20 Tax Deductions for Your Small Business

By Amy Thompson

Feb 26, 2023

10 min read

Tax time can be stressful, especially for a small business owner, and it’s important to know possible deductions available to you because every dollar counts— the more you can save with tax deductions, the more cash you have to grow your business! It’s best to speak with a tax professional to learn which deductions are most beneficial for your unique business and how to take advantage of them, but to get you started we’ve put together 20 common deductions for small businesses that may save you money on taxes this year:


Business expenses related to advertising and marketing may be deductible from your taxes. Companies can now deduct much more money than in the past for advertising and marketing as a general business expense. This includes costs related to things like advertising on social media platforms, creating and distributing content such as videos or podcasts, and search engine ads.

Professional Fees:

If you hire an accountant or lawyer to help with your business, those fees may be deductible from your taxes. This includes services like filing taxes or legal advice on contract review as long as they’re related directly to running the company itself.

Business equipment:

Small businesses may be able to take advantage of Section 179 of the IRS Tax Code when purchasing or financing equipment or software, which allows businesses to deduct all or some of the purchase price.

Employee Compensation:

If you have employees, you may be able to deduct their salaries and wages, including bonuses and stock options, from your taxes.

Software subscriptions:

Most businesses utilize several software subscriptions to run their business, including things like cloud storage, POS, and services like Office 365 or Google Drive— all of which may be deductible.

Health insurance premiums:

If you cover health insurance premiums for your employees, then you may be able to include them as a business expense on your taxes. Sometimes these amounts are limited, so ask your tax advisor for details.

Retirement contributions:

Any contributions to a retirement plan for yourself and your employees may be deductible, including contributions to 401(k)s, IRAs, and other types of retirement plans. This is a win for you— getting money back while giving more to your employees.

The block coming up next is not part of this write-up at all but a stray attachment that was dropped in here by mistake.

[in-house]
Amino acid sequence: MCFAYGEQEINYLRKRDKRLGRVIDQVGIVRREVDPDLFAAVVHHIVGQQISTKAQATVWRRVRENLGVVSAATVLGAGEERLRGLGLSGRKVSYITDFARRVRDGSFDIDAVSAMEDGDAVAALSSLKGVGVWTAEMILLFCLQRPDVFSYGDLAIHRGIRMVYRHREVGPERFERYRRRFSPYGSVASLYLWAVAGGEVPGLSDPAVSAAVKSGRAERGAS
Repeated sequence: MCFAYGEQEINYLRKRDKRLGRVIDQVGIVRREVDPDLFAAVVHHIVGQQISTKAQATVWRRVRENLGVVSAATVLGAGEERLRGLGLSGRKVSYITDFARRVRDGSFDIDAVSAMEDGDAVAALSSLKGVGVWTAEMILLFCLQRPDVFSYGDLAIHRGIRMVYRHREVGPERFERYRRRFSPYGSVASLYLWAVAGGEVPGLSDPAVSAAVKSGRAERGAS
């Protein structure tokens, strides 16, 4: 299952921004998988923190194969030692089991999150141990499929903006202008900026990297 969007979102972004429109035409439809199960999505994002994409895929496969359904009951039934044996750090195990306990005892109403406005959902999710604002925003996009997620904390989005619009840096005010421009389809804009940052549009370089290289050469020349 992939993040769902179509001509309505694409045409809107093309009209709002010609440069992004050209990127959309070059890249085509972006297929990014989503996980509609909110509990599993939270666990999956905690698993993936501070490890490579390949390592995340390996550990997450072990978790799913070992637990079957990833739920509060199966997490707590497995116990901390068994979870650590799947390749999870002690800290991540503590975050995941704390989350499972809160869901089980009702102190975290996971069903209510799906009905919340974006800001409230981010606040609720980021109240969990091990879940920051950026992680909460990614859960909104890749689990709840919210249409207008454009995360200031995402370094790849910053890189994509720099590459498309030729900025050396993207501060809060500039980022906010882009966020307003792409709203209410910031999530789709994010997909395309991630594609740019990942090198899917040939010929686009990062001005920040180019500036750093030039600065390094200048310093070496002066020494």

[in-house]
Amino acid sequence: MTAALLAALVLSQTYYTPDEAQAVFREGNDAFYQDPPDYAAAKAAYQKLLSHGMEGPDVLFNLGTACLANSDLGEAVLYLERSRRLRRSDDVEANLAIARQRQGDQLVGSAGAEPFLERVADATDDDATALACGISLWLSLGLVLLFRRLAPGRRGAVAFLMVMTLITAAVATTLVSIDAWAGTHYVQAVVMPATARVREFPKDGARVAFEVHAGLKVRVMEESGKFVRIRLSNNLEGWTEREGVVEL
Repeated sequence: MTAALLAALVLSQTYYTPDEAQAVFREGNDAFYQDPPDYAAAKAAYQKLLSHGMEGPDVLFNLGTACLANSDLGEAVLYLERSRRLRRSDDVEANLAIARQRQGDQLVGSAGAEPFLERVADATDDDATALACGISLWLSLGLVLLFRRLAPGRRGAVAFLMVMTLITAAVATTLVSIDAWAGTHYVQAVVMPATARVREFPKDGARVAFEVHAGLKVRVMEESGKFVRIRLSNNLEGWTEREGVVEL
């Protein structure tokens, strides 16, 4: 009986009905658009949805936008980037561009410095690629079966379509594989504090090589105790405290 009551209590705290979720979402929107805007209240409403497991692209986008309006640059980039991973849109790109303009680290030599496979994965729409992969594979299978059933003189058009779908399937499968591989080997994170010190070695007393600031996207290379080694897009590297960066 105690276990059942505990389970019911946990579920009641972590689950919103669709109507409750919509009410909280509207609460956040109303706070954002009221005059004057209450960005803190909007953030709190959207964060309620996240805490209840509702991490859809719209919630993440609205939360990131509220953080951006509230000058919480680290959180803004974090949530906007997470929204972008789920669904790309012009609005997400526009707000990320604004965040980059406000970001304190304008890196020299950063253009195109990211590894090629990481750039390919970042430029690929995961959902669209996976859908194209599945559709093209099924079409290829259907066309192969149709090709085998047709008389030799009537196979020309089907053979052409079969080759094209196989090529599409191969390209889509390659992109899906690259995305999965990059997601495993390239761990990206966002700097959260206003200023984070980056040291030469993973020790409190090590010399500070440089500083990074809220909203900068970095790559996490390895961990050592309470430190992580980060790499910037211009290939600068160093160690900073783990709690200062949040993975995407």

Contractor and Freelancer pay:

If you hire contractors or freelancers (like designers or writers), those expenses may also be deductible.

Business Travel Expenses:

If you travel for business purposes (even if it’s just once a year), then this one could save you some serious cash at tax time. Whether commuting to a client meeting, visiting a supplier, or attending a business event— remember to keep all your receipts; they add up quickly!

Business-Related Meals:

Taking a client to lunch, a working dinner with employees or brunch with a vendor may all qualify as a deduction. Any reasonable meal consumed while conducting business may be deductible —even if those meals are at McDonald’s!

Employee or client gifts:

Gifts that you give employees or clients for a special event, promotion, or marketing campaign (like t-shirts with your logo on them) may be eligible as business expenses. There is a dollar limit per person, so check with your tax advisor.

Bank fees:

Those pesky fees related to your business bank account or credit cards— you may be able to add them to your expenses and deduct them!

Bad Debt:

Any debt that is owed to you by customers or vendors but cannot be collected may be deductible. It’s a frustrating part of business, but now might be the time to help offset a bit of the loss.

Office supplies:

Pens, paper, staples, paper clips, envelopes, ink… all the things you need to get work done and stay organized in the office— all may be deductible!

Real Estate Taxes:

Owning a business property, like an office or store, may allow you to claim the related real estate taxes as a tax deduction.

Business-Related Education:

This deduction may be available if you’ve paid for classes, seminars, or workshops related to your business. You may even be able to deduct the cost of books and materials as long as they’re directly related to your work.

Utility Bills:

Utilities like water bills, electricity bills, gas bills… anything that helps keep your business running may be an eligible deduction. Just be sure to record each utility bill separately to determine how much goes toward each category accurately.

Internet Expenses:

Whether you run your business from a facility or your home, you may be able to deduct some or all of the costs associated with your internet connection.

Phone Expenses:

If you use your cell phone for work calls and internet access for business purposes, those expenses could also be tax deductible.

Business Rent:

If you rent a building or office space where your business is located, those rental costs may be deductible. There is a yearly limit, so consult your tax advisor.

All this tax stuff can be tricky, so we urge you to speak with a tax pro to ensure you are taking full advantage of all the available deductions for your business. We thrive on seeing small businesses succeed, so we want you to get every dollar you can put back into your business!

*Please contact your tax, legal, or financial advisor/professional for any tax advice or counsel regarding your tax liabilities. Be advised that any material contained herein is for informational purposes only and does not constitute tax, legal, or other professional advice.